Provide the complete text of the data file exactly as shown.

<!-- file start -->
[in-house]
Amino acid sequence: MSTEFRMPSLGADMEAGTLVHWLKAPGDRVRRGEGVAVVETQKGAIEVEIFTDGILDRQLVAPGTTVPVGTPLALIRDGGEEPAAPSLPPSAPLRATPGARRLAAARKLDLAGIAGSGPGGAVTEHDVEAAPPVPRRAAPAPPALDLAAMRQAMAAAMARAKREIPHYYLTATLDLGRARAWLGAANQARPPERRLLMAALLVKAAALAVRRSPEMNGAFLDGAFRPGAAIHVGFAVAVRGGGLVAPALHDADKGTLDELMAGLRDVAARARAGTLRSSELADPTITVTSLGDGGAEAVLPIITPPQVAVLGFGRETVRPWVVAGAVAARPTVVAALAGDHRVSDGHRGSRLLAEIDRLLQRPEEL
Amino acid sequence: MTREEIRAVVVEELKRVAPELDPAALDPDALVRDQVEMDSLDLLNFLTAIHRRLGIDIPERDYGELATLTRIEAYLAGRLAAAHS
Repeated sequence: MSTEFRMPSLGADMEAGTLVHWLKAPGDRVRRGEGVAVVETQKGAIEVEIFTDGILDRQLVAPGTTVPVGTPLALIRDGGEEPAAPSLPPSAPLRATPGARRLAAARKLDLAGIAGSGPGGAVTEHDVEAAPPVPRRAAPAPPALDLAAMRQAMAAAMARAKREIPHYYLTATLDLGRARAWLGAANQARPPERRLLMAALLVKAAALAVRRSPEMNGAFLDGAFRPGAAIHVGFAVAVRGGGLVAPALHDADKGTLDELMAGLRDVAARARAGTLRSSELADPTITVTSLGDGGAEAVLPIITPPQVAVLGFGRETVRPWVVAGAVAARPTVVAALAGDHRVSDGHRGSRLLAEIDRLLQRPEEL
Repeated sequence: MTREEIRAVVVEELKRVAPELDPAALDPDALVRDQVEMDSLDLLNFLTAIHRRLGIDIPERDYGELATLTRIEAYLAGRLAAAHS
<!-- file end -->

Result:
[in-house]
Amino acid sequence: MSTEFRMPSLGADMEAGTLVHWLKAPGDRVRRGEGVAVVETQKGAIEVEIFTDGILDRQLVAPGTTVPVGTPLALIRDGGEEPAAPSLPPSAPLRATPGARRLAAARKLDLAGIAGSGPGGAVTEHDVEAAPPVPRRAAPAPPALDLAAMRQAMAAAMARAKREIPHYYLTATLDLGRARAWLGAANQARPPERRLLMAALLVKAAALAVRRSPEMNGAFLDGAFRPGAAIHVGFAVAVRGGGLVAPALHDADKGTLDELMAGLRDVAARARAGTLRSSELADPTITVTSLGDGGAEAVLPIITPPQVAVLGFGRETVRPWVVAGAVAARPTVVAALAGDHRVSDGHRGSRLLAEIDRLLQRPEEL
Amino acid sequence: MTREEIRAVVVEELKRVAPELDPAALDPDALVRDQVEMDSLDLLNFLTAIHRRLGIDIPERDYGELATLTRIEAYLAGRLAAAHS
Repeated sequence: MSTEFRMPSLGADMEAGTLVHWLKAPGDRVRRGEGVAVVETQKGAIEVEIFTDGILDRQLVAPGTTVPVGTPLALIRDGGEEPAAPSLPPSAPLRATPGARRLAAARKLDLAGIAGSGPGGAVTEHDVEAAPPVPRRAAPAPPALDLAAMRQAMAAAMARAKREIPHYYLTATLDLGRARAWLGAANQARPPERRLLMAALLVKAAALAVRRSPEMNGAFLDGAFRPGAAIHVGFAVAVRGGGLVAPALHDADKGTLDELMAGLRDVAARARAGTLRSSELADPTITVTSLGDGGAEAVLPIITPPQVAVLGFGRETVRPWVVAGAVAARPTVVAALAGDHRVSDGHRGSRLLAEIDRLLQRPEEL
Repeated sequence: MTREEIRAVVVEELKRVAPELDPAALDPDALVRDQVEMDSLDLLNFLTAIHRRLGIDIPERDYGELATLTRIEAYLAGRLAAAHS